Pietro Ferrara

Let’s talk about you: what is your background, what do you teach, and what are your research interests?
I work on static analysis and its application to detect implementation software vulnerabilities and privacy issues. To put it simply, I implement mathematical theories in order to find flaws in software we run every day that may compromise our security and privacy. In simple terms, I try to develop tools to prevent your laptop from crashing after you write a very long email and don't save it, to prevent a blue screen from appearing in the middle of the transaction when you buy a ticket, to prevent a crash when you connect to the video call for the exam. And as you can imagine... no, we have not (as a scientific community) succeeded, and, indeed, we are getting further and further away from the goal!

What was your academic career?
After a Bachelor's Degree (2003) and a Master's Degree (2005) in Informatics at Ca' Foscari, I started to travel the world: first a joint PhD at Ecole Polytechnique in Paris (2009) with Ca' Foscari, then a postdoc at ETH Zurich (until mid-2013) and finally a researcher position at IBM T. J. Watson laboratory in New York State (until the end of 2015). After that I came back to Italy to work in JuliaSoft, a company born as a spin-off of the University of Verona back in 2010, where I stayed until the end of 2019 and took care of Research & Development. In short, a career that combines academia and industry, and that gave me the chance to see both sides of scientific IT research.

What were your greatest professional satisfactions?
Teaching chess to primary school children a couple of years ago (I am a CONI registered chess instructor). Ah, isn't that considered professional experience? Well, sometimes I had the feeling that I was locking myself inside my research, and I saw teaching as something almost ‘accompanying’ research itself. However, being able to approach teaching with a group of students that is very different from the usual and on subjects that are far from professional activity, is on the one hand extremely rewarding (especially when you come across the almost naive enthusiasm of children), and on the other hand terribly valuable for university teaching.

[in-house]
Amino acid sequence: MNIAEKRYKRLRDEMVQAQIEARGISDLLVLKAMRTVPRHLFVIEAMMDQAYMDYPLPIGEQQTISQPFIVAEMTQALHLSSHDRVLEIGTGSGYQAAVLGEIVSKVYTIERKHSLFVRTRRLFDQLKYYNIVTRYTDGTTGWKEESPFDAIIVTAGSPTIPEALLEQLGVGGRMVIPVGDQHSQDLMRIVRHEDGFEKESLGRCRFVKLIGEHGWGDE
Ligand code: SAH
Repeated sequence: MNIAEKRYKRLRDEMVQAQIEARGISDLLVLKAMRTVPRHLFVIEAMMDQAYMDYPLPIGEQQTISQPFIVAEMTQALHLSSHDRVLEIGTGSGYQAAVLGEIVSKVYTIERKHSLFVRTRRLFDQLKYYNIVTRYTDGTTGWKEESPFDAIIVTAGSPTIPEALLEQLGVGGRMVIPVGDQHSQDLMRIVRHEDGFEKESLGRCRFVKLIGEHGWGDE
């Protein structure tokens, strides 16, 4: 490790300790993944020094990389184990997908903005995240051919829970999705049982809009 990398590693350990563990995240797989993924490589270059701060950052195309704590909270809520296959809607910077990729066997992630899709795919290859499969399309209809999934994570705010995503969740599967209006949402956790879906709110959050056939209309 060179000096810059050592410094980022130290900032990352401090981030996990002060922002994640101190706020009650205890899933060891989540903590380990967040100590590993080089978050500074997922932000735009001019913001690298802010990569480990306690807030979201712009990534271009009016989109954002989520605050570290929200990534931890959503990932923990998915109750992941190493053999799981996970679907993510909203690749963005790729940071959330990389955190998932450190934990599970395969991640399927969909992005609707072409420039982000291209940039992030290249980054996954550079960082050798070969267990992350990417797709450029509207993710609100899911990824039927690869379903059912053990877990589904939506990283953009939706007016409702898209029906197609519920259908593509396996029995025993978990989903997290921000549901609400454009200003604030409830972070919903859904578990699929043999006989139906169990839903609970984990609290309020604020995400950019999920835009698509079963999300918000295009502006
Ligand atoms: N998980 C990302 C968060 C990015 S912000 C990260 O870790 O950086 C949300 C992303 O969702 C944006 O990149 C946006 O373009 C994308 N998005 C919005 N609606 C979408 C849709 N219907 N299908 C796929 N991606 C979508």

Have you always known that this was going to be your path?
No, and I think that anyone of my generation who says that they have always thought of being a researcher is lying. It is a steep road, made up of a thousand frustrations, few certainties, and often even less satisfaction. It is a steep uphill road that one often travels more for the satisfaction of saying "I made it" than for the view one can enjoy from above. And it's a road full of potholes, wrong signs and people trying to make you fall. I have zigzagged along it, taking detours and sometimes stopping in the shade to enjoy a well-deserved rest. Now I have reached this peak and am enjoying the view, then, like everyone else, I will have to work out whether I can climb another peak with an even more attractive view than this one, or whether it is worth diving down in search of something else.

Can you offer any advice to researchers in the early stages of their career?
Run away. And do it abroad. But let's be clear: I'm not saying this because "in Italy everything sucks", "nothing will ever change", "it will always be the same old story". But because having an experience outside your comfort zone, in a place with a different culture and approach to life and research... Well, it will make you grow humanly and professionally like nothing else, and the right age is just that of a new graduate/doctor (when you already have some experience behind you, but also a somewhat immature mind, flexible and open to new things)! Then, if you want to come back to Italy you will try, and if you want to stay abroad... the same! I think it is good here and I am extremely happy with my choice, but I would be the same if I had stayed abroad.

Last update: 14/02/2024